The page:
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Dick Ellis Blog:
6/30/2021
WHO SUPPORTS A WOLF GOAL OF 350 OR LESS IN WISCONSIN? Thirty-six Wisconsin County Boards have passed resolutions supporting a wolf goal of 350 (7) or 350 or less (26), 100 or less (1), 80 or less (1), or 50 or less (1).  The votes: Barron, Burnett, Vilas, Taylor, Florence, Forest, Iron, Jackson, Lincoln, Marinette, Oconto, Oneida, Price, Shawano, Waushara, Waupaca, Grant all passed unanimously, Adams, 16 for, 2 ag...
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Wisconsin Department of Natural Resources Weekly Digest Bulletin

NEWS RELEASE: DNR Seeking Public Comment For Environmental Review Of City Of Green Lake Safe Drinking Water And Clean Water Project
 
DNR News Release Header Image

FOR IMMEDIATE RELEASE: Sept. 13, 2021
Contact: Kevin Olson, DNR Community Financial Assistance Specialist
Kevin.Olson@wisconsin.gov or 608-234-2238

 

DNR Seeking Public Comment For Environmental Review Of City Of Green Lake Safe Drinking
Water And Clean Water Project

 

MADISON, Wis. – The Wisconsin Department of Natural Resources (DNR) today announced the City of Green Lake is an applicant for funding through the Safe Drinking Water Loan Program (SDWLP) and Clean Water Fund Program (CWFP) to address deficiencies in its public drinking water and wastewater systems.

The project includes the replacement of watermains on Illinois Avenue from Lake Street to Lac Verde Circle and related areas in the City of Green Lake.

Activities related to this project are minor actions under Chapter NR 150, Wis. Admin. Code, for which no environmental analysis is required; however, following the SDWLP federal requirement 40 C.F.R. §35.3580, an environmental review must be conducted before funding this project.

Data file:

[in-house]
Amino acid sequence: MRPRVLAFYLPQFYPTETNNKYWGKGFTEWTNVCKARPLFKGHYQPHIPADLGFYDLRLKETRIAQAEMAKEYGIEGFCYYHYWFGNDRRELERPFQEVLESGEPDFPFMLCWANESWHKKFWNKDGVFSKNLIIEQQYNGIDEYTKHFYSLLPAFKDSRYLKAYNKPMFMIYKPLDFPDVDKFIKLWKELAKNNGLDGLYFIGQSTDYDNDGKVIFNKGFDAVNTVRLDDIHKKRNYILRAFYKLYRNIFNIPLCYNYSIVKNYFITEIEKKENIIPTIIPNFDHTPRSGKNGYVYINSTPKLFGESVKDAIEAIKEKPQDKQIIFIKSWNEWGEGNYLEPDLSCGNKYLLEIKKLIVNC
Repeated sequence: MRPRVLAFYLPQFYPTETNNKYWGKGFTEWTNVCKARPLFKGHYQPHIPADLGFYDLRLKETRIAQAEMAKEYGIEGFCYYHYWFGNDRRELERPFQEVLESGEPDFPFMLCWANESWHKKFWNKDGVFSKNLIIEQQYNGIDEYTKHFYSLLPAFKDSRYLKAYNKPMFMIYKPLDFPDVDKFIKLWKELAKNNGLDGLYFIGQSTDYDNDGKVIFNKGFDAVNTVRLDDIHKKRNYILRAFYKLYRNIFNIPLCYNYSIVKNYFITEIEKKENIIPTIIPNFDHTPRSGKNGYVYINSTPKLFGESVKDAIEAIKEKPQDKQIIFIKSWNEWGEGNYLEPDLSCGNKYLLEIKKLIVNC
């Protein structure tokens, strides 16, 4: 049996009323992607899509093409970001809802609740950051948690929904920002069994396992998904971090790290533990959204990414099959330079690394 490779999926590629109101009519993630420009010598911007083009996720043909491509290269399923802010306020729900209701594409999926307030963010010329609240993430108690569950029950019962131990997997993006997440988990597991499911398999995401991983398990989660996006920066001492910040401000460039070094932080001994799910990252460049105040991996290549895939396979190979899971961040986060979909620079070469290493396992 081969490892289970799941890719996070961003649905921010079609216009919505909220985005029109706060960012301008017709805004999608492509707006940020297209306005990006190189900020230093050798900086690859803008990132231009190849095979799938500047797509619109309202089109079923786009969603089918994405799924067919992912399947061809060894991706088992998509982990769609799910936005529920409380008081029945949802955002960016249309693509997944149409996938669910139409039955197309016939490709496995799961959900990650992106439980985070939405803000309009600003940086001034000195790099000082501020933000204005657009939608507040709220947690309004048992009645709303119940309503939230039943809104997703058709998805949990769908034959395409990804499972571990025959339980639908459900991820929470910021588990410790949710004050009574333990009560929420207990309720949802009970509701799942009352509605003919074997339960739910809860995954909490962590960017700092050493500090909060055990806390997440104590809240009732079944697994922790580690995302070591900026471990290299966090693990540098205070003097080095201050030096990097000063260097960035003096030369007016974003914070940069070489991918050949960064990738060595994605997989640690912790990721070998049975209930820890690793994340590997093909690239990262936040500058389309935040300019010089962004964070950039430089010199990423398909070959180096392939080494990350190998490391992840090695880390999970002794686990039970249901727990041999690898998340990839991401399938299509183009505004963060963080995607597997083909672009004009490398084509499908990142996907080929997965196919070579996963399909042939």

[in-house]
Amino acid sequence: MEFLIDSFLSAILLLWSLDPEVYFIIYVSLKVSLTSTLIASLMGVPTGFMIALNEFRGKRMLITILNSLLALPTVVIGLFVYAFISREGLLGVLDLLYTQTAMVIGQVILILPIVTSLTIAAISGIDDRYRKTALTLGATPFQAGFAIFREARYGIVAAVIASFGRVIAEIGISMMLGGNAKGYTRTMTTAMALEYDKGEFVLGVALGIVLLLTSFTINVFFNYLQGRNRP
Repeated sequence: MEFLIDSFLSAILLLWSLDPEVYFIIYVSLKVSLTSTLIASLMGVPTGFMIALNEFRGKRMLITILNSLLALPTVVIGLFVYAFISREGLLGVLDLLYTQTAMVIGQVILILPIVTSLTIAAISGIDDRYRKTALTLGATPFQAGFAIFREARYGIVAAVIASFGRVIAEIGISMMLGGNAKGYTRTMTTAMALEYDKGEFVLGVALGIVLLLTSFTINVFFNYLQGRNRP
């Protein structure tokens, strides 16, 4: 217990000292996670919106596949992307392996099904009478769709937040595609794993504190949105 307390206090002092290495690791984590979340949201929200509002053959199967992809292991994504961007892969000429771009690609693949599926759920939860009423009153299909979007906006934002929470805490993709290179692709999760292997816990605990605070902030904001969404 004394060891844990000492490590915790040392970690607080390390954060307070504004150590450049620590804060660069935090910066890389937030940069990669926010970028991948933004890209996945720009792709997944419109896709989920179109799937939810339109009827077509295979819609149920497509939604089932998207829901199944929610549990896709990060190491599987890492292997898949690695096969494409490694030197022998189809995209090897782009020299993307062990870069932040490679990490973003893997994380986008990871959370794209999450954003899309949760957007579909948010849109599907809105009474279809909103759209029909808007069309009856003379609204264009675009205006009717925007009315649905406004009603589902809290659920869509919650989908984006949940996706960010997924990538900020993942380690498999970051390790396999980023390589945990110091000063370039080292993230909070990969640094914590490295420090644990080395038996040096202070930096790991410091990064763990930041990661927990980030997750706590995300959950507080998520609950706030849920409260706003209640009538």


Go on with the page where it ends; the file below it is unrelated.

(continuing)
The SDWLP has determined that the project will not result in significant adverse environmental effects, and no further environmental review or analysis is needed before proceeding with funding the project.

The public is encouraged to submit comments regarding this decision and the potential environmental impacts of this project. Submit comments by Sept. 27, 2021, to:

Department of Natural Resources
C/O Kevin Olson, Community Financial Assistance, CF/2
101 S Webster St.
P.O. Box 7921
Madison, WI 53707
Phone: 608-234-2238 or Email: Kevin.Olson@wisconsin.gov

Based on the comments received, the SDWLP may prepare an environmental analysis before proceeding with the funding process. The analysis would summarize the DNR’s consideration of the project's impacts and reasonable alternatives.

 
NEWS RELEASE: Reminder: ‘Threats On Tap: Marginalized Communities’ Webinar Sept. 15
 
DNR News Release Header Image

FOR IMMEDIATE RELEASE: Sept. 14, 2021
Contact: DNR Office of Communications
DNRPress@wisconsin.gov

Reminder: ‘Threats On Tap: Marginalized Communities’ Webinar Sept. 15

 

MADISON, Wis. – The Wisconsin Department of Natural Resources (DNR) is reminding the public that the second of three Safe Water For All educational webinars, Threats on Tap: Marginalized Communities, will take place 11 a.m.–12 p.m. on Wednesday, Sept. 15.